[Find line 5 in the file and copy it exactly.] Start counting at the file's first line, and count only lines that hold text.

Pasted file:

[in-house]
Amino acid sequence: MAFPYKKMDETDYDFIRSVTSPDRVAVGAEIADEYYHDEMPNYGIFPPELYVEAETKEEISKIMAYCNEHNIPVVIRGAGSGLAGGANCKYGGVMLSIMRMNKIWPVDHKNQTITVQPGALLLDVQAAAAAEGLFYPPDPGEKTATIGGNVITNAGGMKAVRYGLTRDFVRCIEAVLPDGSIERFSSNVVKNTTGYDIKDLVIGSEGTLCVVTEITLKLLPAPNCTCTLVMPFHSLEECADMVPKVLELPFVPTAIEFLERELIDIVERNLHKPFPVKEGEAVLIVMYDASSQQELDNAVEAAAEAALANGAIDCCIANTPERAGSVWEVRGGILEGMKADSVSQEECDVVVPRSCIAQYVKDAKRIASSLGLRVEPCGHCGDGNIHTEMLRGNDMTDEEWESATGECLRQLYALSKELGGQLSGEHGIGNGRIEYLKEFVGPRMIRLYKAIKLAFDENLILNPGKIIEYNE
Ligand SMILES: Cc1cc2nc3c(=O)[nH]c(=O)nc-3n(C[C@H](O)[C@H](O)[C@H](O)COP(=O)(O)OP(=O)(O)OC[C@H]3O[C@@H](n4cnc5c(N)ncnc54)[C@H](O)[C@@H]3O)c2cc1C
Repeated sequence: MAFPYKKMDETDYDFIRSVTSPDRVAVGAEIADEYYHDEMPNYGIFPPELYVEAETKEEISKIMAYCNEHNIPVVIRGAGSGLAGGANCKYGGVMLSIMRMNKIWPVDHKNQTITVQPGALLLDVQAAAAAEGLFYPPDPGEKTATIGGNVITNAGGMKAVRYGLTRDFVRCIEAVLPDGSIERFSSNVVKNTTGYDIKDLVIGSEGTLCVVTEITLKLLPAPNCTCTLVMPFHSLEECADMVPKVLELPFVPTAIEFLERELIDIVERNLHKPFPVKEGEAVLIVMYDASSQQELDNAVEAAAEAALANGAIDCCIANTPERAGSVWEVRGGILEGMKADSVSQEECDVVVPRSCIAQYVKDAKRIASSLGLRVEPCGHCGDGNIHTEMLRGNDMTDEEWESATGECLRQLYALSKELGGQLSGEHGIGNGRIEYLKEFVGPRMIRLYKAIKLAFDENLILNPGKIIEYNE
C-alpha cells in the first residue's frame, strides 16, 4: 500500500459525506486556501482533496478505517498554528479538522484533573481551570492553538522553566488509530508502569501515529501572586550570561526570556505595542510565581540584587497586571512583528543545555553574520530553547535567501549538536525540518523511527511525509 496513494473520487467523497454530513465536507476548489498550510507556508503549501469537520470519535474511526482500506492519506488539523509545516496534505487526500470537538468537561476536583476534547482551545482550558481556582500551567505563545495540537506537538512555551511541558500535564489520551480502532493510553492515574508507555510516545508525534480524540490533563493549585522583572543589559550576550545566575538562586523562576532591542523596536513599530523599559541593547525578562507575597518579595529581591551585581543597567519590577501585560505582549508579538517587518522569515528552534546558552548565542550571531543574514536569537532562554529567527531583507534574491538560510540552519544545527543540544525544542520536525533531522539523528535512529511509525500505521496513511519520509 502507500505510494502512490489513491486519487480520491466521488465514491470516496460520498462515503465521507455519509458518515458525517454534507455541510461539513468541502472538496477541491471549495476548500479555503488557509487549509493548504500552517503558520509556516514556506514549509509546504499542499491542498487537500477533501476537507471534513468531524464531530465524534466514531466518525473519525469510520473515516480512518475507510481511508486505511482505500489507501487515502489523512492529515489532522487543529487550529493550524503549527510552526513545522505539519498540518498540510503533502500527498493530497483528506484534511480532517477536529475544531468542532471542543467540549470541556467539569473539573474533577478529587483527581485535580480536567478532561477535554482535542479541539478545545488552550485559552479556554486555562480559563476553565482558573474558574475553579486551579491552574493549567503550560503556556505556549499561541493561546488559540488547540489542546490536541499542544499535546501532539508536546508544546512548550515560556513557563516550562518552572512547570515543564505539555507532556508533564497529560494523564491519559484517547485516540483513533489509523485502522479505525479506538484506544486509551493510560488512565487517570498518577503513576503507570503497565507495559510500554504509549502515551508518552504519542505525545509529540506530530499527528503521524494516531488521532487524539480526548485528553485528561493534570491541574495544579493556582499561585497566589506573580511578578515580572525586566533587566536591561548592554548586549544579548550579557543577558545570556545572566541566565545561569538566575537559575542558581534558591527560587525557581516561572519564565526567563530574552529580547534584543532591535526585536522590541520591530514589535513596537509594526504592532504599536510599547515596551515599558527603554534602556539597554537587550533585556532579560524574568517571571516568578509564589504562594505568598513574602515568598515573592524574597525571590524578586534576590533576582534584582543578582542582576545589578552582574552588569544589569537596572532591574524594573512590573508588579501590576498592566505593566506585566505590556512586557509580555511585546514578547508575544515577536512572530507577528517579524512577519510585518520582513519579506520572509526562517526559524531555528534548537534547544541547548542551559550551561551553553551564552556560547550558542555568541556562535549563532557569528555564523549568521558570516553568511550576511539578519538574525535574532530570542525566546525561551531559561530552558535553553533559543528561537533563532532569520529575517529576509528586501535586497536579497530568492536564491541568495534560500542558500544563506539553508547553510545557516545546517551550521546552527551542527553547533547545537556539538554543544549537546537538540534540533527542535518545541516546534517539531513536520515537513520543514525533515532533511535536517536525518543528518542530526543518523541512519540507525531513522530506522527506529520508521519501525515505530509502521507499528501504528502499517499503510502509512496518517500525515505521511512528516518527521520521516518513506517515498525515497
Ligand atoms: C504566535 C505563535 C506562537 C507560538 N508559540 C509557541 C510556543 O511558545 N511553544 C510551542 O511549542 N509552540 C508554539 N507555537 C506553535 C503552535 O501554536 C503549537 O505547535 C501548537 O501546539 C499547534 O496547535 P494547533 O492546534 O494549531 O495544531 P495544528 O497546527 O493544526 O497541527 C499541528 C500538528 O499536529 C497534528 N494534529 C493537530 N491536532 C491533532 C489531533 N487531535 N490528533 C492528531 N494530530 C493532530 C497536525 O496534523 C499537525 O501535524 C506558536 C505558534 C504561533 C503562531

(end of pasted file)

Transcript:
C-alpha cells in the first residue's frame, strides 16, 4: 500500500459525506486556501482533496478505517498554528479538522484533573481551570492553538522553566488509530508502569501515529501572586550570561526570556505595542510565581540584587497586571512583528543545555553574520530553547535567501549538536525540518523511527511525509 496513494473520487467523497454530513465536507476548489498550510507556508503549501469537520470519535474511526482500506492519506488539523509545516496534505487526500470537538468537561476536583476534547482551545482550558481556582500551567505563545495540537506537538512555551511541558500535564489520551480502532493510553492515574508507555510516545508525534480524540490533563493549585522583572543589559550576550545566575538562586523562576532591542523596536513599530523599559541593547525578562507575597518579595529581591551585581543597567519590577501585560505582549508579538517587518522569515528552534546558552548565542550571531543574514536569537532562554529567527531583507534574491538560510540552519544545527543540544525544542520536525533531522539523528535512529511509525500505521496513511519520509 502507500505510494502512490489513491486519487480520491466521488465514491470516496460520498462515503465521507455519509458518515458525517454534507455541510461539513468541502472538496477541491471549495476548500479555503488557509487549509493548504500552517503558520509556516514556506514549509509546504499542499491542498487537500477533501476537507471534513468531524464531530465524534466514531466518525473519525469510520473515516480512518475507510481511508486505511482505500489507501487515502489523512492529515489532522487543529487550529493550524503549527510552526513545522505539519498540518498540510503533502500527498493530497483528506484534511480532517477536529475544531468542532471542543467540549470541556467539569473539573474533577478529587483527581485535580480536567478532561477535554482535542479541539478545545488552550485559552479556554486555562480559563476553565482558573474558574475553579486551579491552574493549567503550560503556556505556549499561541493561546488559540488547540489542546490536541499542544499535546501532539508536546508544546512548550515560556513557563516550562518552572512547570515543564505539555507532556508533564497529560494523564491519559484517547485516540483513533489509523485502522479505525479506538484506544486509551493510560488512565487517570498518577503513576503507570503497565507495559510500554504509549502515551508518552504519542505525545509529540506530530499527528503521524494516531488521532487524539480526548485528553485528561493534570491541574495544579493556582499561585497566589506573580511578578515580572525586566533587566536591561548592554548586549544579548550579557543577558545570556545572566541566565545561569538566575537559575542558581534558591527560587525557581516561572519564565526567563530574552529580547534584543532591535526585536522590541520591530514589535513596537509594526504592532504599536510599547515596551515599558527603554534602556539597554537587550533585556532579560524574568517571571516568578509564589504562594505568598513574602515568598515573592524574597525571590524578586534576590533576582534584582543578582542582576545589578552582574552588569544589569537596572532591574524594573512590573508588579501590576498592566505593566506585566505590556512586557509580555511585546514578547508575544515577536512572530507577528517579524512577519510585518520582513519579506520572509526562517526559524531555528534548537534547544541547548542551559550551561551553553551564552556560547550558542555568541556562535549563532557569528555564523549568521558570516553568511550576511539578519538574525535574532530570542525566546525561551531559561530552558535553553533559543528561537533563532532569520529575517529576509528586501535586497536579497530568492536564491541568495534560500542558500544563506539553508547553510545557516545546517551550521546552527551542527553547533547545537556539538554543544549537546537538540534540533527542535518545541516546534517539531513536520515537513520543514525533515532533511535536517536525518543528518542530526543518523541512519540507525531513522530506522527506529520508521519501525515505530509502521507499528501504528502499517499503510502509512496518517500525515505521511512528516518527521520521516518513506517515498525515497